|High Risk of Security Threats||Security is a constant concern of any company. Newer software versions always have additional security capabilities. Keeping software current provides insurance that data and content are stored in the most secure manner. Maintaining a secure infrastructure is the most common driver to software upgrades.||Security improvements are constantly being made. Software that is 7+ years old is not secure by today’s standards. It is most likely not compatible with newer browsers, recent security patches, etc.|
|Increased Risk of Software Issues and Potential Downtime
|Older software is more likely to have a greater risk of downtime and system issues causing business interruptions. Additionally, issues can take longer to resolve on older software and raise compliance concerns.||With software that is past the End of Life stage, all issues and system interruptions must be resolved by internal IT support, as external support is not available.|
|Older software is often not compatible with newer operating systems, databases, browsers, and security patches causing all supporting components to remain on previous releases.||Compatibility issues only increase the older software gets. A system that is 7+ years old is often preventing other systems and related servers from being upgraded and remaining current.|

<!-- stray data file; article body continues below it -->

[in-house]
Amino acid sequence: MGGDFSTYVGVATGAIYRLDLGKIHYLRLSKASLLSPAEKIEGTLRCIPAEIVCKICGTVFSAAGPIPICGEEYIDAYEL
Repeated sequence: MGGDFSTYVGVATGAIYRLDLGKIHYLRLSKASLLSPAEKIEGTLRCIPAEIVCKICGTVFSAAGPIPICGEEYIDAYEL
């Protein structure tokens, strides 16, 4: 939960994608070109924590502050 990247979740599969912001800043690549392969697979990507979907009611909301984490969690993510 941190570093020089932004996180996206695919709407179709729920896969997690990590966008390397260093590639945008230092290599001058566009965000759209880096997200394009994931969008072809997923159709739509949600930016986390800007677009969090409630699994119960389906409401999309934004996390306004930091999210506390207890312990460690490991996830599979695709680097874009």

Upgrading Documentum 6.7 recommendations
It can often be too easy to delay Documentum upgrades as there can be little tangible benefit for the business. It is the responsibility of the IT departments and leadership team to remind the business that these activities need to be built into the budget and timeline as security, performance, interoperability, risk of downtime and higher support costs are all impacted by the delay. Below are some additional considerations that should be discussed when performing an upgrade to an ECM system. Each of them provide additional benefits that may be the key to gaining support and funding for an upgrade project.
- Documentum Health Check – Prior to initiating any Documentum upgrade or migration, a Documentum health check should be performed to review the Documentum system as a whole. The Documentum Health Check serves as a way to document the upgrade priorities and goals for all parties involved.
- The Cloud – There are many benefits to moving to the cloud. (See our related post on moving Documentum to Amazon Web Services). Often upgrades involve a complete supporting hardware refresh. The upgrade is an ideal opportunity to evaluate if the ECM application should be moved to the cloud as part of a cloud first or cloud only technical directive. Moving to the cloud inevitably means saving money on infrastructure costs, making external access easier, different and modern tools to use to improve performance (ex: auto-scaling), and a host of other benefits. The benefits of moving to the cloud should be presented to management as part of any upgrade plan.